Also, we believe that if criminals thought that there was a good chance that their victim may be armed, they would be less inclined to commit crimes against such people.
The good folks of Greenleaf Idaho agree.
Proposed Ordinance asks Each Household to Have a Firearm
Greenleaf, Idaho -- All Americans have the right to bear arms. Some towns have even gone as far as to require each household to have a gun. Now a small Idaho town is contemplating a similar idea-- it's called the Civil Emergencies Ordinance. And although gun ownership is just one piece of this ordinance, it's the part that's getting the most attention.There is a study to back this up that Liberals™ do not like because it goes against the leftist faith; Liberal Academics Continue Assault on Pro-Gun Research
"We've blessed to be a fairly rural area of the state, so we don't have a lot of crime and I think we'd like to keep it that way," said Lee Belt, Greenleaf city clerk.
Drive about 10 minutes west of Caldwell and you'll run into Greenleaf, Idaho, population 860. If city council member Steve Jett has his way, each head of household that can legally own a gun, will. Along with that they're encouraged to have ammunition and appropriate training.
"I think the city council is hoping it will happen and that it will be a deterrent to crime as the city and region increases in population," said Belt.
The proposed ordinance is modeled after a similar plan that went into place in 1982 in Kennesaw, Ga. In that instance there was a dramatic decrease in criminal activity. Although crime isn't a huge problem for residents of Greenleaf, the growth in neighboring counties leads them to believe they too are in for some changes.
A study by economist and University of Chicago professor John Lott and co-researcher David Mustard in 1997 examined crime data from all 3,054 counties in the U.S. for the period between 1977 and 1992 and compared those data to the enactment of concealed carry laws. Based on that research, the pair concluded that "allowing citizens to carry concealed weapons deters violent crimes, without increasing accidental deaths."So, good for the citizens of Greenleaf Idaho.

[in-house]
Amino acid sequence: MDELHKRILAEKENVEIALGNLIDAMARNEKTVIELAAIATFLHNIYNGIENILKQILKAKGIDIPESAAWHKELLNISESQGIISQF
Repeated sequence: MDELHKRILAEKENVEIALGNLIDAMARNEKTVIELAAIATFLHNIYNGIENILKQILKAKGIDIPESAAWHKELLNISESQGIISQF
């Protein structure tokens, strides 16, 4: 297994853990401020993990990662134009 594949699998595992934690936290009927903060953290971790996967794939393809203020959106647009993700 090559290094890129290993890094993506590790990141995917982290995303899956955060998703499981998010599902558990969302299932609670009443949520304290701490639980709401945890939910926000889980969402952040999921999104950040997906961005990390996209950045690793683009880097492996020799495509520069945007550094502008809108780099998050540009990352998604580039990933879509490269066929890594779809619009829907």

Anti-gun researchers challenge pro-gun findings
But anti-gun researcher John Donohue of the Stanford University Law School has challenged the findings of Lott and Mustard in a chapter of the new book Evaluating Gun Policy published by the Brookings Institution.
"There seems to be almost no benefit from concealed handguns," Donohue told CNSNews.com Monday - but he immediately retracted the claim.
"Actually, I can't say that. There may be some benefit, and there may be some costs, and they may offset each other," he said. "But the last argument I would give any credibility to is the idea that you would save lives by passing a law allowing people to carry concealed handguns. It just won't happen."
But Lott and Mustard concluded that, if states without concealed carry laws had adopted them in 1992, "approximately 1,500 murders would have been avoided yearly." They also predicted that 4,000 rapes, 11,000 robberies and 60,000 aggravated assaults would have been thwarted by armed civilians or criminals' fear of encountering armed civilians.
Their work evolved into Lott's book More Guns, Less Crime, which is frequently cited by supporters of concealed carry laws, along with studies by Florida State University criminologist Gary Kleck showing that guns are used to stop criminal assaults up to 2.5 million times a year.